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Speaking of success: Epson Europe Electronics

Jiro Morinaga explains how Epson's recently introduced lcd controller can help save energy in a range of systems.

The USB interface continues to find more applications, even in the embedded world. Apart from audio equipment and home gateways, USB ports are becoming more popular in cars, where they allow music files and navigation data to be transferred from iPods and memory sticks.

PC vendors such as Toshiba discovered the advantage of USB power some years ago and started to supply power to connected USB devices, even when the pc was still in power saving mode. Today, the implementation of sophisticated power saving states is ubiquitous for modern PCs and the Equipment under Power (EuP) Eco Design Guideline aims to reduce standby power consumption for all equipment to 1W, or 2W for products with a status display.

USB deploys two differential data lines – DP and DM – the V-bus line for 5V power supply and the ground wire GND common to the other three lines.

Data lines usually use 28AWG wire, whereas the V-Bus and GND lines are usually 20AWG. As the power loss of copper wires is inversely proportional to cross section, these wire dimensions improve power loss by a factor of two or three compared to LVDS/APIX cable, with its symmetrical structures and smaller cross section wires.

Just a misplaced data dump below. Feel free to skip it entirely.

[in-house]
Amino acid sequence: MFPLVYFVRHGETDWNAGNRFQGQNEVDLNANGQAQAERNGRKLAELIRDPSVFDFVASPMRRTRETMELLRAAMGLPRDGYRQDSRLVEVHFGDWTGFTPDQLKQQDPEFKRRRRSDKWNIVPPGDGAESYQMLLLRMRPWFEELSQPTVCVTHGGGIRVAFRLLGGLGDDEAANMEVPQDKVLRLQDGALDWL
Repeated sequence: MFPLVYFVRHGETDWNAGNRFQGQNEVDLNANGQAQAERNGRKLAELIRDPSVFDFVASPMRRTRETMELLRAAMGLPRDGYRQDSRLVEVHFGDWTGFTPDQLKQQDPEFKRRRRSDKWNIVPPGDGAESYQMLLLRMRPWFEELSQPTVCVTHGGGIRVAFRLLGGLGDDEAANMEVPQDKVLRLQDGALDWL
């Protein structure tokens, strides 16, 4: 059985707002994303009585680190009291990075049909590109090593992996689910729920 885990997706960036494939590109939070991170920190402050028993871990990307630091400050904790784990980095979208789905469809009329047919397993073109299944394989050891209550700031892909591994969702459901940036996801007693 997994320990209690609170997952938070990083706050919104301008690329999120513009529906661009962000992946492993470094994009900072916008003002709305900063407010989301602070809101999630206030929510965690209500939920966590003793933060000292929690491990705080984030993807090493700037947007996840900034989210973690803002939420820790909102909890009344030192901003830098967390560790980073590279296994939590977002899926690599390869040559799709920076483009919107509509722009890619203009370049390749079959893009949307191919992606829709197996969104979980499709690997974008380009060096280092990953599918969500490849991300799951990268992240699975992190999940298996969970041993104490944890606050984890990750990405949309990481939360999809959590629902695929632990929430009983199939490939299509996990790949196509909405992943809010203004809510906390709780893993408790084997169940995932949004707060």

USB is built on a tiered star topology, enabling hubs to be deployed. By choosing proper cabling approach, wire lengths and thus power loss can be reduced substantially. Such measures are not possible when using point to point connections like LVDS or APIX, unless you allow separation of data and power cables.

The USB standard defines power modes and power supply characteristics exactly, something which is not done in other display interface technologies. Interfaces such as LVDS APIX do not mention cable length, nor wire dimensions, which substantially affects the planning security.
A special feature of USB is its suspend and resume capability, enabling interrupt messaging from the peripheral to the main system, even in low power mode.

Years of development have meant that USB high speed circuits are smaller and less power hungry than other interfaces. Estimates show that USB designs can consumer 50% less power than APIX or LVDS.
Because APIX or LVDS are targeted at systems with higher refresh rates than USB, means more switching activity is needed in the whole system, resulting in higher power consumption.

Epson's S1D13U11 LCD controller features a USB interface to the main CPU and contributes to power reduction through:
• display refresh
• power management mode, USB Suspend/Resume
• Epson's low power design
• Simple graphic control, plus second layer, bit block transfer

Systems using LVDS require the main cpu (or SoC) to transfer images to the display continuously in refresh mode, regardless of whether image content changes. This requires continuous switching activities in the main cpu and the circuits within the image processing chain, including LVDS transmission, resulting in more power consumption.